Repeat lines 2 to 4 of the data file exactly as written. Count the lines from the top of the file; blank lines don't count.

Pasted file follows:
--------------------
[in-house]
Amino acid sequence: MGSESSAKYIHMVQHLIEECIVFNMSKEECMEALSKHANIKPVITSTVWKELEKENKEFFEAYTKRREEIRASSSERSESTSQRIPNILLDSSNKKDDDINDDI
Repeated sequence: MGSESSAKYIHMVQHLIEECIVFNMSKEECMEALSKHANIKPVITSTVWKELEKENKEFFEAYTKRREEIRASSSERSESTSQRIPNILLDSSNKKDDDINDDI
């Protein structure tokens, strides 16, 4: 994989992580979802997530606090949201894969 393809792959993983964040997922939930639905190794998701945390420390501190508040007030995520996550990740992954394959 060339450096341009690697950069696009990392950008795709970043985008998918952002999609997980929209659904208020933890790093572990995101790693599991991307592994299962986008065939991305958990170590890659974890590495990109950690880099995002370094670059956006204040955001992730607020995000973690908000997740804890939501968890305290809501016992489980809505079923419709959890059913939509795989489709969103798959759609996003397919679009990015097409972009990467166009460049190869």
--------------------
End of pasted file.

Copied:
Amino acid sequence: MGSESSAKYIHMVQHLIEECIVFNMSKEECMEALSKHANIKPVITSTVWKELEKENKEFFEAYTKRREEIRASSSERSESTSQRIPNILLDSSNKKDDDINDDI
Repeated sequence: MGSESSAKYIHMVQHLIEECIVFNMSKEECMEALSKHANIKPVITSTVWKELEKENKEFFEAYTKRREEIRASSSERSESTSQRIPNILLDSSNKKDDDINDDI
């Protein structure tokens, strides 16, 4: 994989992580979802997530606090949201894969 393809792959993983964040997922939930639905190794998701945390420390501190508040007030995520996550990740992954394959 060339450096341009690697950069696009990392950008795709970043985008998918952002999609997980929209659904208020933890790093572990995101790693599991991307592994299962986008065939991305958990170590890659974890590495990109950690880099995002370094670059956006204040955001992730607020995000973690908000997740804890939501968890305290809501016992489980809505079923419709959890059913939509795989489709969103798959759609996003397919679009990015097409972009990467166009460049190869």